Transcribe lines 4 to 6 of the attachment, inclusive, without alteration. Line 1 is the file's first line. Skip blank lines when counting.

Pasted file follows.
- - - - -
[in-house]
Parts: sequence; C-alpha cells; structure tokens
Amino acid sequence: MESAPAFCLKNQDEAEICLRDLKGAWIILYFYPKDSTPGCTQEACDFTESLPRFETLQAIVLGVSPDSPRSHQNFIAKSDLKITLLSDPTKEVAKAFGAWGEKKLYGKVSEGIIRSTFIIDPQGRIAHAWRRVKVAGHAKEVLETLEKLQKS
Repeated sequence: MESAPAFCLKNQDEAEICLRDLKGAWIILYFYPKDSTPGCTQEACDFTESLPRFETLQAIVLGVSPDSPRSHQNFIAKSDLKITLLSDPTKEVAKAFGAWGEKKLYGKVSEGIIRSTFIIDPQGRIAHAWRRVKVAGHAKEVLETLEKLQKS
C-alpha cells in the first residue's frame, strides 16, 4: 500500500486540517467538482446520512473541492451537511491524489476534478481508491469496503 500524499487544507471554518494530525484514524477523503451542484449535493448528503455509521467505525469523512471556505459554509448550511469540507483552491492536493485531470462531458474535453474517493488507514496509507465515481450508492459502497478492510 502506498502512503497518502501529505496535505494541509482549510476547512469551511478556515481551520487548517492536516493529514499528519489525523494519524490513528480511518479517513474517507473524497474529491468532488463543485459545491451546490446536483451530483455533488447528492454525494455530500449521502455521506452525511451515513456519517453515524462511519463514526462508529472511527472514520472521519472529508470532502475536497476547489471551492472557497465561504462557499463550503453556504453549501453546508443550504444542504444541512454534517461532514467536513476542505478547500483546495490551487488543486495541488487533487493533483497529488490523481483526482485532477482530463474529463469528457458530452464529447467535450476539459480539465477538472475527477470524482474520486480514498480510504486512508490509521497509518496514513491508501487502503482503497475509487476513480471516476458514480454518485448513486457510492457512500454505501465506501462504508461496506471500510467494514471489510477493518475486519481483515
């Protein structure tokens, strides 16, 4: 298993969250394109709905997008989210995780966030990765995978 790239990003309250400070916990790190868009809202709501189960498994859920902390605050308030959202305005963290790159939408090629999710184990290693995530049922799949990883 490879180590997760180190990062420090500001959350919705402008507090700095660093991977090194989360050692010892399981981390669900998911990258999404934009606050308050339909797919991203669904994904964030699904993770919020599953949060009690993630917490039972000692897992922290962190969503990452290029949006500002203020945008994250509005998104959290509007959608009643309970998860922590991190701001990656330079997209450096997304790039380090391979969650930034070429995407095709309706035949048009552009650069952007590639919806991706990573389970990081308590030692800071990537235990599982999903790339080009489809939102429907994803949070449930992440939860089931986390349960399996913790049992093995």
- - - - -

Repeated sequence: MESAPAFCLKNQDEAEICLRDLKGAWIILYFYPKDSTPGCTQEACDFTESLPRFETLQAIVLGVSPDSPRSHQNFIAKSDLKITLLSDPTKEVAKAFGAWGEKKLYGKVSEGIIRSTFIIDPQGRIAHAWRRVKVAGHAKEVLETLEKLQKS
C-alpha cells in the first residue's frame, strides 16, 4: 500500500486540517467538482446520512473541492451537511491524489476534478481508491469496503 500524499487544507471554518494530525484514524477523503451542484449535493448528503455509521467505525469523512471556505459554509448550511469540507483552491492536493485531470462531458474535453474517493488507514496509507465515481450508492459502497478492510 502506498502512503497518502501529505496535505494541509482549510476547512469551511478556515481551520487548517492536516493529514499528519489525523494519524490513528480511518479517513474517507473524497474529491468532488463543485459545491451546490446536483451530483455533488447528492454525494455530500449521502455521506452525511451515513456519517453515524462511519463514526462508529472511527472514520472521519472529508470532502475536497476547489471551492472557497465561504462557499463550503453556504453549501453546508443550504444542504444541512454534517461532514467536513476542505478547500483546495490551487488543486495541488487533487493533483497529488490523481483526482485532477482530463474529463469528457458530452464529447467535450476539459480539465477538472475527477470524482474520486480514498480510504486512508490509521497509518496514513491508501487502503482503497475509487476513480471516476458514480454518485448513486457510492457512500454505501465506501462504508461496506471500510467494514471489510477493518475486519481483515
């Protein structure tokens, strides 16, 4: 298993969250394109709905997008989210995780966030990765995978 790239990003309250400070916990790190868009809202709501189960498994859920902390605050308030959202305005963290790159939408090629999710184990290693995530049922799949990883 490879180590997760180190990062420090500001959350919705402008507090700095660093991977090194989360050692010892399981981390669900998911990258999404934009606050308050339909797919991203669904994904964030699904993770919020599953949060009690993630917490039972000692897992922290962190969503990452290029949006500002203020945008994250509005998104959290509007959608009643309970998860922590991190701001990656330079997209450096997304790039380090391979969650930034070429995407095709309706035949048009552009650069952007590639919806991706990573389970990081308590030692800071990537235990599982999903790339080009489809939102429907994803949070449930992440939860089931986390349960399996913790049992093995």